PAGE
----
Director Billy Wilder salutes his idol, Ernst Lubitsch, with this comedy about a middle-aged playboy fascinated by the daughter of a private detective who has been hired to entrap him with the wife of a client.
A frustrated former big-city journalist now stuck working for an Albuquerque newspaper exploits a story about a man trapped in a cave to re-jump start his career, but the situation quickly escalates into an out-of-control circus.
Originally made with a German soundtrack for screening in occupied Germany and Austria, this film was the first documentary to show what the Allies found when they liberated the Nazi ... See full summary »
Baltimore industrialist Wendell Armbruster crosses paths with London shop girl Pamela Piggott when they come to Ischia to pick up the bodies of her mother and his father, who have been killed in an automobile accident after a ten-year summertime affair. Straitlaced Wendell tries to avoid a scandal while free-spirited Pamela is impressed by the romantic setting. After some confusion with the bodies and a blackmail attempt by unscrupulous locals, Wendell and Pamela extend their parent's affair into the next generation. Written by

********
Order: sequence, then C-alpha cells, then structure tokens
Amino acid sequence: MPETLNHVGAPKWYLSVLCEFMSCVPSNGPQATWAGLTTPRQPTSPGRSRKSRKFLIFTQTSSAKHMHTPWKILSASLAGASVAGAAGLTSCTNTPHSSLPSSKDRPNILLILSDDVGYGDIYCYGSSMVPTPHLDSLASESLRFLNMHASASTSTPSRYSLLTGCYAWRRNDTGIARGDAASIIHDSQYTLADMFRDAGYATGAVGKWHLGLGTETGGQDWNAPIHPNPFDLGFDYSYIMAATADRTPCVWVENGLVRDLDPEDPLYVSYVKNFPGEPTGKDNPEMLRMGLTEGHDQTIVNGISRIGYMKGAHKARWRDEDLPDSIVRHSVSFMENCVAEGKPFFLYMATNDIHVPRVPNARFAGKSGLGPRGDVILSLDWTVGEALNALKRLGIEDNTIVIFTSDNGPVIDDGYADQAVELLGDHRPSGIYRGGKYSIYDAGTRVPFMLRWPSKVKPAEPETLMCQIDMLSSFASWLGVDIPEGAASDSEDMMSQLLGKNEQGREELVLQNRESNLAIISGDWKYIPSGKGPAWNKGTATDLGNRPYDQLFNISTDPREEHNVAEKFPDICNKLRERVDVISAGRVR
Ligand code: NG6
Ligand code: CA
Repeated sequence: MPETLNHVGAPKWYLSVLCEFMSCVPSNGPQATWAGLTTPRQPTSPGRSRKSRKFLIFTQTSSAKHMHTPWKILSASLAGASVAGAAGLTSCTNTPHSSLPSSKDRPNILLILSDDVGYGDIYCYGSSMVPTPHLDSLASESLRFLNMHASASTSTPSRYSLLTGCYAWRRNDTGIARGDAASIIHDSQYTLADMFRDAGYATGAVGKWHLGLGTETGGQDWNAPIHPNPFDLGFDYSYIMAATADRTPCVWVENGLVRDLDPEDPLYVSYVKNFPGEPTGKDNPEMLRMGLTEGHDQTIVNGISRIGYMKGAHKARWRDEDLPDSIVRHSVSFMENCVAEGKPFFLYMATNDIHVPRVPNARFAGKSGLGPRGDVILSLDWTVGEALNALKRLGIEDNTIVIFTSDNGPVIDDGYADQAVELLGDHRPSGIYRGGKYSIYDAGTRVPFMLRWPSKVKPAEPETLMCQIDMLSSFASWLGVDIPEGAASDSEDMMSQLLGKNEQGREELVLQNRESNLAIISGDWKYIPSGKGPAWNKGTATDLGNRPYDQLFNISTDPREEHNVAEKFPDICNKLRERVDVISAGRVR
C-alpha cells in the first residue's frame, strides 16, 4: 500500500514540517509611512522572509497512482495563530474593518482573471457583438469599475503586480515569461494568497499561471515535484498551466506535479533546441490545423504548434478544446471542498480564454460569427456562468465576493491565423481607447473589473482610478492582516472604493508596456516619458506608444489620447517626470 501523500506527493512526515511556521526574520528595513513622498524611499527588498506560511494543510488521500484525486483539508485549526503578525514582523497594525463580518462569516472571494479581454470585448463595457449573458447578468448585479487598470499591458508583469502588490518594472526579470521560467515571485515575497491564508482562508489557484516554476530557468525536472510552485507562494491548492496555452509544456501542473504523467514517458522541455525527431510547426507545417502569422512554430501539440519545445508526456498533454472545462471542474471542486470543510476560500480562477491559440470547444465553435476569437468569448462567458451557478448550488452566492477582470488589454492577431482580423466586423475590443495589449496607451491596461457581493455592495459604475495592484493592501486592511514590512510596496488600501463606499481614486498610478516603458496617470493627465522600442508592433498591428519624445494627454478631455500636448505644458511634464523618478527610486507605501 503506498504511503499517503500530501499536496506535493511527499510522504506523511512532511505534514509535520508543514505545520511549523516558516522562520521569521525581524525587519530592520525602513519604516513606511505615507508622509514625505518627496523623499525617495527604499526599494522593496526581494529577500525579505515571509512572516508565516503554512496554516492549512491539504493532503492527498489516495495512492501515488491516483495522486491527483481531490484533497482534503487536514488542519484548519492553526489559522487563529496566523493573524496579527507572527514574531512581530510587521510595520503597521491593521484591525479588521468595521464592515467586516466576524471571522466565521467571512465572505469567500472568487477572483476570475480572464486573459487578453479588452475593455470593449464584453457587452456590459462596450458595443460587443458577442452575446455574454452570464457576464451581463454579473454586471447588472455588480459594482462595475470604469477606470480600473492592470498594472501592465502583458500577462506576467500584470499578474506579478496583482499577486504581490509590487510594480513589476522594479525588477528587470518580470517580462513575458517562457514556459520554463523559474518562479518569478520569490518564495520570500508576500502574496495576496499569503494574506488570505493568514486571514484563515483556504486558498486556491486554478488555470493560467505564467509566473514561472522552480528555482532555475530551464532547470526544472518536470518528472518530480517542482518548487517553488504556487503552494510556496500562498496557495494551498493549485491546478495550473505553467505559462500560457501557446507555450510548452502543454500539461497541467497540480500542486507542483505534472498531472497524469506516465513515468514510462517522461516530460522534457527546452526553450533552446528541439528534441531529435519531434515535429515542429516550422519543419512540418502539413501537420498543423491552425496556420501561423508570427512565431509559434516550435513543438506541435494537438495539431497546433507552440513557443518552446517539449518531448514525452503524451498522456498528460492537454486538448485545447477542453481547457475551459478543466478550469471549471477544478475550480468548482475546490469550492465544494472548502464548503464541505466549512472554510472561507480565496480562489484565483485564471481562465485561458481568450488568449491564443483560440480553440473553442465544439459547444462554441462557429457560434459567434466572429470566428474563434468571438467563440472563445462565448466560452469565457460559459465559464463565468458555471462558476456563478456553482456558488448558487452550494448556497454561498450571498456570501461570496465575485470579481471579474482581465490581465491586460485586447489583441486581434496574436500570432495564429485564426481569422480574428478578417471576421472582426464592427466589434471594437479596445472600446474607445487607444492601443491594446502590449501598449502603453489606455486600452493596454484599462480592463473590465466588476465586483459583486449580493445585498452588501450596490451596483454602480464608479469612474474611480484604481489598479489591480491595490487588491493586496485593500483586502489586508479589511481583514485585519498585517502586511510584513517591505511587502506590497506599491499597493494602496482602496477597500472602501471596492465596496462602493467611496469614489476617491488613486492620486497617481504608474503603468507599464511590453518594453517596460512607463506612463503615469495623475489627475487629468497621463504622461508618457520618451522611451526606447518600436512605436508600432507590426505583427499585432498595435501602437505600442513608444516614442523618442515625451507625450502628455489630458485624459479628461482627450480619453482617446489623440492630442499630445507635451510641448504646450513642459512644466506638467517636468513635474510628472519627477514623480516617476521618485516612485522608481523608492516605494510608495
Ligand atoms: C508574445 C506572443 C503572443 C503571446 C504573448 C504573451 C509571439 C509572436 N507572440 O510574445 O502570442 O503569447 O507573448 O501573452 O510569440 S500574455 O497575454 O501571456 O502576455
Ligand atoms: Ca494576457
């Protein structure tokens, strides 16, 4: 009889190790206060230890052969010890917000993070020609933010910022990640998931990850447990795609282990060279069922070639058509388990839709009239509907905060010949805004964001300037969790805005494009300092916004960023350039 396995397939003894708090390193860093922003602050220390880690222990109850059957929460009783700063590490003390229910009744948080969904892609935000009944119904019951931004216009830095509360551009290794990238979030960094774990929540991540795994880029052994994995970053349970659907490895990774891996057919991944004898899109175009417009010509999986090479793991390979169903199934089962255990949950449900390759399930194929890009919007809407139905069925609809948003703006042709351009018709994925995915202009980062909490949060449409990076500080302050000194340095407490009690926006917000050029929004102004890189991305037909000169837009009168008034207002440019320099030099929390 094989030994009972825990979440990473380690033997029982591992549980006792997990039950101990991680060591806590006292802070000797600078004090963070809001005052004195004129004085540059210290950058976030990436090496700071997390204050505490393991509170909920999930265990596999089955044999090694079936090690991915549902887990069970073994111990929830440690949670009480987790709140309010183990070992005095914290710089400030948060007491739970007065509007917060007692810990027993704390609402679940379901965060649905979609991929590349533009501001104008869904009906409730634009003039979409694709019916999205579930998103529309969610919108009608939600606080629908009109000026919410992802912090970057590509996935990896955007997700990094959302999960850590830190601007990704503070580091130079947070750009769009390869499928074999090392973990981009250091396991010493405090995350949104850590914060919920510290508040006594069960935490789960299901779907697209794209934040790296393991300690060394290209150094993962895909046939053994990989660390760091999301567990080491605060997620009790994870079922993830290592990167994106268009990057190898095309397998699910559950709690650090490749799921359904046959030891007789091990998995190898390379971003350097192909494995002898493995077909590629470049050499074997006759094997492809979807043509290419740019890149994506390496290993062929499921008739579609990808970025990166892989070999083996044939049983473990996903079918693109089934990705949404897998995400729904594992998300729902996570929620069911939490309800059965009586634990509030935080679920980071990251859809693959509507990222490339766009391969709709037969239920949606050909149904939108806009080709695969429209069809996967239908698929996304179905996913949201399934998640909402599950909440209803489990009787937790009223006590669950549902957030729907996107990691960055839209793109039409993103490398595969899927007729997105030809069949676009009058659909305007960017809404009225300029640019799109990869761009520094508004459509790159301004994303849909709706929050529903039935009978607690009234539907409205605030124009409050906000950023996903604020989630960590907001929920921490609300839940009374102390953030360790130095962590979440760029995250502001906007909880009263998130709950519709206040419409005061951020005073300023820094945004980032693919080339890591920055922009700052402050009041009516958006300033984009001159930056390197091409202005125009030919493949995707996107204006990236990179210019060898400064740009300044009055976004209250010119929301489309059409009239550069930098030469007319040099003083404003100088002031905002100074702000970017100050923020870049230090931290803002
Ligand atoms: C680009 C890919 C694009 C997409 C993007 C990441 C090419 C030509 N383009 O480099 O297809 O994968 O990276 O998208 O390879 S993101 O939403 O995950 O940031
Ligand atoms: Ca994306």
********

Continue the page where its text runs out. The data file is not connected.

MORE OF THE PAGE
The Helicopter landing place at the end of the movie is not at Ischia, but at neighbor island of Capri, the nearby lighthouse is the Faro De Carena. The "H" for Helicopter landing was simply painted on a parking ground. See more »
Early in the film when Carlo Carlucci gets out of the hotel van to greet Wendell Armbruster Jr at the boat landing, a young boy walking with a women enters the scene from the right side and he is clearly waving at the camera. See more »
In Italy, the lunch hour is from one to four.
*Three hours* for lunch?
Mr. Armbruster. Here we do not rush to drugstore for chicken sandwich & Coca-Cola. Here, we take our time. We cook our pasta, we sprinkle our Parmigiano, we drink our wine, we make our love...
What do you do in the evening?
In the evening, we go home to our wives.
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This charming and whimsical flick has been a favorite of mine for years, and I am puzzled as to why it so neglected. There are five main reasons the film works so well, not necessarily in order of importance: 1) the cinematography of the isle of Ischia 2) Billy Wilder's direction 3) Jack Lemmon 4) Wilder's and Diamond's script 5) Clive Revill as the hotel manager. Little can be added to the generally favorable comments found here. My favorite scene: Wendell Armbruster's introduction to the Trotta family ("That's a lotta Trottas!"). Well worth a see!
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